James Madison Papers

To James Madison from Alexander J. Dallas, 9 May 1815

c. 9 May 1815

Dear Sir.

I transmit to you the concluding Reports of the Board of Officers; and, I presume, that they will express a wish to be discharged, as soon as you have seen their plans. Upon the whole, they have furnished very good materials; and I will prepare from them a general report of the Department, for your consideration and sanction; which, when approved, will be the proper official document for publication. The necessary arrangements of the peace establishment, will still give you time to hear from Europe, without making the events there a specific cause of delay.

I inclose two letters from Genl Brown: He presses, you will see, Major Gardner for additional honors. If, however, the Major’s character and conduct are such as have been described to me in conversation, by Genl. Ripley, General Scott, and Genl. Wilkinson, I still think Major Butler should be preferred to him. The subject may be kept in suspence for some days without any disadvantage.

In an interview of this morning, General Brown stated; that at Genl. Scott’s instance, he mentioned the wish of that Gentleman to go to Europe, in pursuit of professional instruction &c. retaining only his rank, pay, and emoluments. I declared, that so far as my voice went, he should be gratified; and that I would submit the question at once to you. Genl. Scott would do us credit abroad; and I do not think, that the service would suffer by his temporary absence. If, however, you should assent to Genl. Scott’s request, I presume he would not leave us, while there is the slightest doubt of the effect of European events upon our military establishment.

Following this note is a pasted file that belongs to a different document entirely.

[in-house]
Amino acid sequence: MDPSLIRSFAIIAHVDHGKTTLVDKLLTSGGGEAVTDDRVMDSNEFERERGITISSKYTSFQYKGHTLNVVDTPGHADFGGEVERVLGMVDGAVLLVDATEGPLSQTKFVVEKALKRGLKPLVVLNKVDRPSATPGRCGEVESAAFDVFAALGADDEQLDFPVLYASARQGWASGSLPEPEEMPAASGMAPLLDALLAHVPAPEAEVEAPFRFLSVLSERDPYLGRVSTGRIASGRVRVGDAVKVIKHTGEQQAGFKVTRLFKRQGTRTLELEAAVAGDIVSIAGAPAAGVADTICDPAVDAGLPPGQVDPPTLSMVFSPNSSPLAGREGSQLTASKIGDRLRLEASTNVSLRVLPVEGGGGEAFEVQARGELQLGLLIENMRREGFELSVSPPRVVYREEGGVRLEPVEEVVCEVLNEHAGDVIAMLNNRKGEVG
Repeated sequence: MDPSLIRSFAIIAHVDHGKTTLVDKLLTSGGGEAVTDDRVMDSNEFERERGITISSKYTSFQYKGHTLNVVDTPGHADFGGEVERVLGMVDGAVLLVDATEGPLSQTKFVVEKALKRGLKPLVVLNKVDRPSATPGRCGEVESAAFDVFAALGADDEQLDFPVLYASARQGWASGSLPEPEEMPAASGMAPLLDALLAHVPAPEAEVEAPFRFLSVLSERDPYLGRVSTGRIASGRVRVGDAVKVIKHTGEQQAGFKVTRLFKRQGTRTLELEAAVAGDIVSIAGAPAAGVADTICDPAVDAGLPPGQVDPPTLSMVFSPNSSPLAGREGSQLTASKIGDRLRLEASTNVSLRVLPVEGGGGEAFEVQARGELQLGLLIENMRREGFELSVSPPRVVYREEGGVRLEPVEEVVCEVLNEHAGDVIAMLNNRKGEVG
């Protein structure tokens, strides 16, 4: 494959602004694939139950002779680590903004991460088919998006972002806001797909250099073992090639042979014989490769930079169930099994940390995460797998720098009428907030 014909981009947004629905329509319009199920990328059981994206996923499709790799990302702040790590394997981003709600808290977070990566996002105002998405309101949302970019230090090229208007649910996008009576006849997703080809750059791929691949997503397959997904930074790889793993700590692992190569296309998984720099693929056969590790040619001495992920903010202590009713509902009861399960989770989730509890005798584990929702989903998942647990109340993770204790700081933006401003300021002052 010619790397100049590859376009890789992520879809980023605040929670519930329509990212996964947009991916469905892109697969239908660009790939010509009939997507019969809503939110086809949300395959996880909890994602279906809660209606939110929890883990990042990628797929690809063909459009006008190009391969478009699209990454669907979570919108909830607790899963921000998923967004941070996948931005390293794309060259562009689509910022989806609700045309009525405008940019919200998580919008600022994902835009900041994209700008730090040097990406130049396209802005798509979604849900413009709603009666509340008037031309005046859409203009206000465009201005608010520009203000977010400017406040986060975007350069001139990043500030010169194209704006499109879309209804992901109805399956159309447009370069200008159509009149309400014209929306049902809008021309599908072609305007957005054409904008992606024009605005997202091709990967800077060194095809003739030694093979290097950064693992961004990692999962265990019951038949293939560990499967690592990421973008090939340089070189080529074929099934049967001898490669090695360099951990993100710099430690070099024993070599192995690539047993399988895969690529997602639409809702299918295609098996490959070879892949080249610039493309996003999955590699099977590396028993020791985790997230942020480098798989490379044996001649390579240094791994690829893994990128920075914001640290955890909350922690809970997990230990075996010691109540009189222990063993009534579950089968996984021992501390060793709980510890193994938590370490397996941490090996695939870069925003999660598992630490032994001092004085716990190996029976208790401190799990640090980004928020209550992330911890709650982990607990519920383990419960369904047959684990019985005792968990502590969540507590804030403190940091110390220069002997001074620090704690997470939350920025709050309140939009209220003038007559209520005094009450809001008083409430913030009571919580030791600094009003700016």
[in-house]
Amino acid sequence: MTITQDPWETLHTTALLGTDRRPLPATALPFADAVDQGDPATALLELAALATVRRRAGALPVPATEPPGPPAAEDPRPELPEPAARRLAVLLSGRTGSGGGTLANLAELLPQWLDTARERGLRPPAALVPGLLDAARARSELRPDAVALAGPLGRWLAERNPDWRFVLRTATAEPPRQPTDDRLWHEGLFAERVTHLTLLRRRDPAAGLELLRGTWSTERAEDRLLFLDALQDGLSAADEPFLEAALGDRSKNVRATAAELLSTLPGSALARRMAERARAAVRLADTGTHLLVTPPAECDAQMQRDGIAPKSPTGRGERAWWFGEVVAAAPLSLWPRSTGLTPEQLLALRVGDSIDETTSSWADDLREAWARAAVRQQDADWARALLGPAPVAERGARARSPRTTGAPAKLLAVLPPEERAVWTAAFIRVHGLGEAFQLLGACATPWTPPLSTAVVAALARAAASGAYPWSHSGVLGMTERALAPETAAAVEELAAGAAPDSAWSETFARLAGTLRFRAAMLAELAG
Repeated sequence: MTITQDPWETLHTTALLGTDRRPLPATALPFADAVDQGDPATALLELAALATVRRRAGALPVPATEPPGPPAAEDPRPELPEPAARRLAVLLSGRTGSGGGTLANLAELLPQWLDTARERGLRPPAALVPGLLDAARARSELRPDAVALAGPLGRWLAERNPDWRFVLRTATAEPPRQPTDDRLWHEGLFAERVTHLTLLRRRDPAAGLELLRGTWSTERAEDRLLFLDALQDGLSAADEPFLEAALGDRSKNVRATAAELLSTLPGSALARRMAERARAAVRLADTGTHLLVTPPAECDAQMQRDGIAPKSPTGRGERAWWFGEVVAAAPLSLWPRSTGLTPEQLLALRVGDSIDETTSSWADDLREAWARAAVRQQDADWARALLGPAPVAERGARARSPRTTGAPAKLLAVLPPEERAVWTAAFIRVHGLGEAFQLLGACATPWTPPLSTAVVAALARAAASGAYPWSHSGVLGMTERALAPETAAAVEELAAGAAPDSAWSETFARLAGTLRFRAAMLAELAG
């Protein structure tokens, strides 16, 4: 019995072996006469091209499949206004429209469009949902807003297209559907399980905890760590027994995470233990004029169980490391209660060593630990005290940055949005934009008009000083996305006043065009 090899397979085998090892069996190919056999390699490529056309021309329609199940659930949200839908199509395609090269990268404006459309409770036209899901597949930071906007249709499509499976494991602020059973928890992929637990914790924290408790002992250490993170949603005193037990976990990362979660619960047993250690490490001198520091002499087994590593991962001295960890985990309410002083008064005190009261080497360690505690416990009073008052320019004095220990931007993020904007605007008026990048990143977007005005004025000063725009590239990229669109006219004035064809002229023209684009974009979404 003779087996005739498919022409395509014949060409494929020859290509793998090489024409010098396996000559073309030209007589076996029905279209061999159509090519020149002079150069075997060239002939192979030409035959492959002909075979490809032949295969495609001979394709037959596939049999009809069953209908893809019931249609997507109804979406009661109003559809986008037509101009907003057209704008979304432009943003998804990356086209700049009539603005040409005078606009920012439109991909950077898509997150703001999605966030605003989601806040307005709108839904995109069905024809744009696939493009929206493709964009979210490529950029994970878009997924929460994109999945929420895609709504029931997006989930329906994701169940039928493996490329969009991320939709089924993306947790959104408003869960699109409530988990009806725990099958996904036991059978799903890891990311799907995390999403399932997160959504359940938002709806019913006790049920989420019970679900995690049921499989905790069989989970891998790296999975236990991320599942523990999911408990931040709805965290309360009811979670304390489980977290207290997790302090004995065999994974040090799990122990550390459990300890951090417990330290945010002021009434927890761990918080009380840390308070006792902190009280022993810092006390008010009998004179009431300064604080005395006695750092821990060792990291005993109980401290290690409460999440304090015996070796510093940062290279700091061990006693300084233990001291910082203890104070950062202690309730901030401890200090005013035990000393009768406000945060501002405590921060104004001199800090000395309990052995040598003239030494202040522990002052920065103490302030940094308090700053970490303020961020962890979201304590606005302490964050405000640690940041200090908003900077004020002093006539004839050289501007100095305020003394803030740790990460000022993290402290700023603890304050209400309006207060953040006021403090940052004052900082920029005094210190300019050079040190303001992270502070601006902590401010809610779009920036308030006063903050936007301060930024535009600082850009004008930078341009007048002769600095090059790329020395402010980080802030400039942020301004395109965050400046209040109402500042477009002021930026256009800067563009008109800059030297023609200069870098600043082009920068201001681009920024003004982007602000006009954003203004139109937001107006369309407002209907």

Gen. Brown’s letter, relative to the purchase of a site for a military station on the waters of the St. Lawrence, merits consideration. He says that he is willing to purchase the necessary tract of land, and to look to Congress for his reimbursement, at the next Session. There are many things to be considered, before the proposed change of situation can be correctly estimated, in its consequences of advantages and disadvantages. What can we do with our Ships on the Stocks at Sacket’s Harbour? If the war had commenced on Genl. Brown’s plan, we should not have had the troubles, nor the glories, of the Lake conflicts; and if we are to expect war again, his plan is probably the best mode of preparing for it.

The disposition of the Troops appears to me to be judicious, in its outline. The Artillery will be at the Atlantic posts; & the Infantry and the Riflemen, will be on the northern Frontier; and, particularly, in the neighbourhood of the Indians and British traders. Gen. Brown has arranged the Northern Division to his own mind; and it will be right to allow Gen. Jackson to modify the arrangement for the Southern Division, if he wishes to do so. I am, Dear Sir, most respectfully & faithfully Yrs.

A. J. Dallas


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